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Lee’s 122-Pitch Outing Disrupts Entire Rotation

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After the Yankees were dominated by Cliff Lee in Game 1 of the World Series many were already writing them off, expecting that, in facing him three times, the Bronx Bombers really no longer stood a chance at victory.

And from a totally shallow, observant perspective, I can see where this idea came from. Lee really was that dominant. And the guy did win a Cy Young award in the American League so there is really no question as to whether or not he is for real. Lee is the Phillies' equivalent to CC Sabathia, and in their first head-to-head battle Lee resoundingly got the best of his former teammate.

But Lee's dominance aside, in my piece analyzing Game 1 cited one big caveat to his performance. He pitched a complete game, throwing 122 pitches in the process (see page 2). Now 122 pitches is a lot for any pitcher and Cliff Lee has never once made a start on short rest. He, unlike Sabathia, apparently cannot be relied upon to take on the extra work. At least in the mind of his manager, and assumingly the pitcher himself.

So instead Joe Blanton will start Game 4, wreaking havoc on the pitching matchups for the rest of the series. Where as before the stage was set up for showdowns between the two aces — Sabathia and Lee — in games 1,4, and 7. Now everything has changed. As Rob Neyer aptly pointed out on ESPN.com, the pitching matchups for the rest of the series will now look like this, highly favoring the Yankees:

Game 4: Sabathia vs. Blanton
Game 5: Burnett vs. Lee
Game 6: Pettitte vs. Martinez
Game 7: Sabathia vs. Hamels

So Charlie Manuel has put himself at a disadvantage in three out of the remaining four games just to gain a less-than obvious advantage in Game 5. While it is universally accepted that Sabathia and Lee can beat one another on any given day and are the two best pitchers on either team, Lee vs. Burnett is potentially only a small improvement for the Phillies in that one game. And by how much?

Burnett, in Game 2, actually looked better than Sabathia in Game 1. While CC is inarguably the superior pitcher, the superior pitcher isn't always the star that shines the brightest in the postseason (see Denny McLain and Mickey Lolich from the 1968 Tigers).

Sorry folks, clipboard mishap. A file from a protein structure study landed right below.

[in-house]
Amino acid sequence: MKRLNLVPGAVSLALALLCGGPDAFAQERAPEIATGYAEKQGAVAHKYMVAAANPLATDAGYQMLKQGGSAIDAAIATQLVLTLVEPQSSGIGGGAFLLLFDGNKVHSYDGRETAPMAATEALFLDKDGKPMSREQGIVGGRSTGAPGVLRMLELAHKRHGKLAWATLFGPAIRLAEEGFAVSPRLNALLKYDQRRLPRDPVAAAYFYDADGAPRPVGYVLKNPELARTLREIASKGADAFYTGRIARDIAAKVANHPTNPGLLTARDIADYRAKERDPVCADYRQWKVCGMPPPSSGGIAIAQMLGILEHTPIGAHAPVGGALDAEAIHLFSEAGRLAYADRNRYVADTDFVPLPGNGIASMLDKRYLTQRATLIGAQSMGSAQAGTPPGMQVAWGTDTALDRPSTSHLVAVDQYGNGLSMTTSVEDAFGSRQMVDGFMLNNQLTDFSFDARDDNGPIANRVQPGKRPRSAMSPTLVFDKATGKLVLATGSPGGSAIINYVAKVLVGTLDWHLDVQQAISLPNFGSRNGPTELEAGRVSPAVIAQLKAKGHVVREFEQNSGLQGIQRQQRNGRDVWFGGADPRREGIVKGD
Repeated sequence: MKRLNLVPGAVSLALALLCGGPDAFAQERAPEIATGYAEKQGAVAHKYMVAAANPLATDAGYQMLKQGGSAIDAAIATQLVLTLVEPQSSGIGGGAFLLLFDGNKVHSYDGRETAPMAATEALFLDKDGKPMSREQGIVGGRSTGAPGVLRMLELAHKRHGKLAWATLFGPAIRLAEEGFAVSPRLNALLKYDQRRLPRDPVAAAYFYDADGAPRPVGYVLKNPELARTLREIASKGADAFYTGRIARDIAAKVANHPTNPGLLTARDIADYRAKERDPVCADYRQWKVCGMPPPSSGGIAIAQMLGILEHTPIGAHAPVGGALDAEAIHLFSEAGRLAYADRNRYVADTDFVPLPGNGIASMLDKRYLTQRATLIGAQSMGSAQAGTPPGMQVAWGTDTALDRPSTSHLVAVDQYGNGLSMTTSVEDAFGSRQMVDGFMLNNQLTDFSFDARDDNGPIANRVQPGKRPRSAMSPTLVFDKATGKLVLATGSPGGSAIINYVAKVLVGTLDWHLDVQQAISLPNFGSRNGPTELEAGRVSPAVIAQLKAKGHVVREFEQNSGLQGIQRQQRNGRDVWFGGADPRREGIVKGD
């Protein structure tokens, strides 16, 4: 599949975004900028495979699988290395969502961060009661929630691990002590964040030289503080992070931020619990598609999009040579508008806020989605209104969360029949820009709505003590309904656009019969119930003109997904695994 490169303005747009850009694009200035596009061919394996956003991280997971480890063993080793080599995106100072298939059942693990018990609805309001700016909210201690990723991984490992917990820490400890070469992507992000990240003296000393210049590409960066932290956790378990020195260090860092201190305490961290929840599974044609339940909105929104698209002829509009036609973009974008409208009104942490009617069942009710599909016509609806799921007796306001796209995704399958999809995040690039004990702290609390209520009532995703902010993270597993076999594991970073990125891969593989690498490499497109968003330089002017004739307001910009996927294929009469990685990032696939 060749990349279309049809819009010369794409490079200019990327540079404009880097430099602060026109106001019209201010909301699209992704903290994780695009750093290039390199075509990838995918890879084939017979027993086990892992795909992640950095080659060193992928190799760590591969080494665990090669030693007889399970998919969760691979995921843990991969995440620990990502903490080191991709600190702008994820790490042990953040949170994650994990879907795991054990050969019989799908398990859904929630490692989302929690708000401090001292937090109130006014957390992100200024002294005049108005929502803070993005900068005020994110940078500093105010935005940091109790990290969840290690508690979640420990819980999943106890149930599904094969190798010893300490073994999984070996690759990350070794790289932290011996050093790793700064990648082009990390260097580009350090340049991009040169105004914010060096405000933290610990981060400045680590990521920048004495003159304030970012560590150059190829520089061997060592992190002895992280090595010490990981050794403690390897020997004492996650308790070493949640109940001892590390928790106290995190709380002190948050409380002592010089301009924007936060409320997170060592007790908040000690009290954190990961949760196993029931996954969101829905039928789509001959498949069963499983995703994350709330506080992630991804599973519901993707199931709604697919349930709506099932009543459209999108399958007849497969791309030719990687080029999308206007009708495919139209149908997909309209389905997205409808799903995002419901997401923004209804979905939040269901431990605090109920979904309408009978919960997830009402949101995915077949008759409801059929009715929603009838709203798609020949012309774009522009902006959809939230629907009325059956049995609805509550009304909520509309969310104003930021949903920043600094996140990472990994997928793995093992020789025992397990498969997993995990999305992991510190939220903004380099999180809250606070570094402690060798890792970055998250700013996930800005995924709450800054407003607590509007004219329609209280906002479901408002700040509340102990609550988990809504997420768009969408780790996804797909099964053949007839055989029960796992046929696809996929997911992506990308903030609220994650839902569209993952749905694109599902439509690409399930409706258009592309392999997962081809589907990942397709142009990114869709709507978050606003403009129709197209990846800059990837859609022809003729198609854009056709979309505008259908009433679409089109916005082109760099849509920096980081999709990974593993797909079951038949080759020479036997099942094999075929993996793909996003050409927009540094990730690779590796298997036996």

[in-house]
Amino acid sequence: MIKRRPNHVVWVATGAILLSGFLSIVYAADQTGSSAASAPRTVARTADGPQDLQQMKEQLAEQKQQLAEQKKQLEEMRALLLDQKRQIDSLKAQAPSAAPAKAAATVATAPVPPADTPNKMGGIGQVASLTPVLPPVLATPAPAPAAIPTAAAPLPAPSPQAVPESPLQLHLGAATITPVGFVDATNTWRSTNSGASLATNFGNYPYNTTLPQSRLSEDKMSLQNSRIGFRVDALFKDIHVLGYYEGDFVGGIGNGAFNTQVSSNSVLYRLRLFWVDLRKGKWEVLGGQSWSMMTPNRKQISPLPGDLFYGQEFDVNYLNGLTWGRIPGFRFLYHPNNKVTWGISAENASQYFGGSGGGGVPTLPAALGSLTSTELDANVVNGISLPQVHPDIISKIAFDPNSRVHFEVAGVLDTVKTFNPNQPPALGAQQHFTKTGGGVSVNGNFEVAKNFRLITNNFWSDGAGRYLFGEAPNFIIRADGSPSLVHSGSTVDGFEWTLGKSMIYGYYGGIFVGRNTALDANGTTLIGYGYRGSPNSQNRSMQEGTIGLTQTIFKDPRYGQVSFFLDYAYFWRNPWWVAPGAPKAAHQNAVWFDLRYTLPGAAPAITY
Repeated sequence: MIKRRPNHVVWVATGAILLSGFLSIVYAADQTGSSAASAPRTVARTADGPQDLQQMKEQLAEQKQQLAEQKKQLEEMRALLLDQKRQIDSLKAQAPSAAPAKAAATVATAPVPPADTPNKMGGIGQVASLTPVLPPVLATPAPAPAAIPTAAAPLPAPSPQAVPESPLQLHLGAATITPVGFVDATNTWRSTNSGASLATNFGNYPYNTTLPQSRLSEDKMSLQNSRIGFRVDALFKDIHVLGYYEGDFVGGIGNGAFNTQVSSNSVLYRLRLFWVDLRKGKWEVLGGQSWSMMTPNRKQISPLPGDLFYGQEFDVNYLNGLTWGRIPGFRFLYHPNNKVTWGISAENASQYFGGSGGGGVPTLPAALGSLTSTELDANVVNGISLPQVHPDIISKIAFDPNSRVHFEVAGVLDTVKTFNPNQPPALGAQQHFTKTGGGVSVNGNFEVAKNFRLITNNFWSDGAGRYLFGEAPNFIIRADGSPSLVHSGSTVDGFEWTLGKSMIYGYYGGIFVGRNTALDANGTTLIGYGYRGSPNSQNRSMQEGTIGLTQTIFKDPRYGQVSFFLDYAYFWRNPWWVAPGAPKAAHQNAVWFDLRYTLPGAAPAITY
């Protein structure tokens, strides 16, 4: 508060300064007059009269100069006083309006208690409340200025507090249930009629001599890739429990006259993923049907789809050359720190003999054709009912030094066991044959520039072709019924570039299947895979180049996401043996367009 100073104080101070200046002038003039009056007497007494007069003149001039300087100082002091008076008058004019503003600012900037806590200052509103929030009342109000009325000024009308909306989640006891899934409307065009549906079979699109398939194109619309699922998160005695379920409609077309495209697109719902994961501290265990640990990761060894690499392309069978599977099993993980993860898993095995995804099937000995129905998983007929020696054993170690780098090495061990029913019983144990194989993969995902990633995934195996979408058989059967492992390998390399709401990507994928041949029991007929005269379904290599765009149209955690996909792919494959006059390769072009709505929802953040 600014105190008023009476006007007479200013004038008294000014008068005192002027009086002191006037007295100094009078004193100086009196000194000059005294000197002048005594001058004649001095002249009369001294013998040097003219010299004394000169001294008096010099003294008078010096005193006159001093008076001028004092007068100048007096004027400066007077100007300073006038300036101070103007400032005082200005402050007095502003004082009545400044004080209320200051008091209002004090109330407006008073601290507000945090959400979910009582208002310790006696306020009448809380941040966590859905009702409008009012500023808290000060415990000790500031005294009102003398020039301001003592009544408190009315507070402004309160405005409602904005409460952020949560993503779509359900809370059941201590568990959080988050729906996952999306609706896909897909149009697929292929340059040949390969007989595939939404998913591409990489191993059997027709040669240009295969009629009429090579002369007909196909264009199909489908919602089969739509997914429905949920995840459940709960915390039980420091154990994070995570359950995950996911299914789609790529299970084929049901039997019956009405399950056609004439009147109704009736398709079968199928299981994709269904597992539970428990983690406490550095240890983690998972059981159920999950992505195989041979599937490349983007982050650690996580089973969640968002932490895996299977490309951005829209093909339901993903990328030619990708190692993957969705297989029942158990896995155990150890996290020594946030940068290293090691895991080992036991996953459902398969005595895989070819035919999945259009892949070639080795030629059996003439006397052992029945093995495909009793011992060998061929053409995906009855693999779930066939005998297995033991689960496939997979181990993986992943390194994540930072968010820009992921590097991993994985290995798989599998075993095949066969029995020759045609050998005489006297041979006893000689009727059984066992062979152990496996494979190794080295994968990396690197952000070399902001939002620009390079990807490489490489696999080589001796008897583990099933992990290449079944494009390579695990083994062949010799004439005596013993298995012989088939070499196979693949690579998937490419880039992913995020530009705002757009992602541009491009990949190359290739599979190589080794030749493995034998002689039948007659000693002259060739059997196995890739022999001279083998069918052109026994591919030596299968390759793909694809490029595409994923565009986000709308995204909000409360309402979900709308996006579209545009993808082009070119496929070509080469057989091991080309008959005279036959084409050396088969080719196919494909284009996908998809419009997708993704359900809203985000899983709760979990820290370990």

Despite the fact that Manuel has given himself a better chance to grab a second series victory in Game 5, he has put his team at a definitive disadvantage in Games 4 and 7, and an easily arguable disadvantage in Game 6 in which Pettitte appears again. While Andy is the least reliable out of the "Big 3" on the Yankees' staff, he is a seasoned big game pitcher with a wealth of World Series experience and success who has been very hot lately (including in his Game 3 win over the Phils on Saturday). And Cole Hamels and Pedro Martinez (or possibly J.A. Happ) have not been, to put it miidly (especially after Cole's own Game 3 start).

The Phillies needed Lee to pitch three games in this series and especially Game 7 it even gets to that point. The rest of their pitching staff just can't matchup with the Yankees' rotation and bullpen. Throw in the slight offensive advantage for New York and the facts seem to point towards an eventual victory for the New York in the series, up 2-1 going into Sunday's game 4..

Manuel is an underrated manager, but that old school mentality of letting a guy "finish what he started" might be the key decision that will give the Yankees the advantage (matchup-wise) that will push them past perhaps the best opposing team they have faced in a World Series since the mid-1960s battles against Koufax's Dodgers and Gibson's Cardinals.

Both of those series where the Yankees, inversely, were the ones whose offensive prowess failed to compensate for the inferiority of their rotation in a matchup to matchup sense, game by game, in the series. Ralph Terry was a very good Yankees' pitcher but he was sure as hell no Bob Gibson, a guy who regularly pitched three games in the World Series, winning the MVP in the Cardinals victory in 1967. Cliff Lee apparently isn't cut from that same mold.

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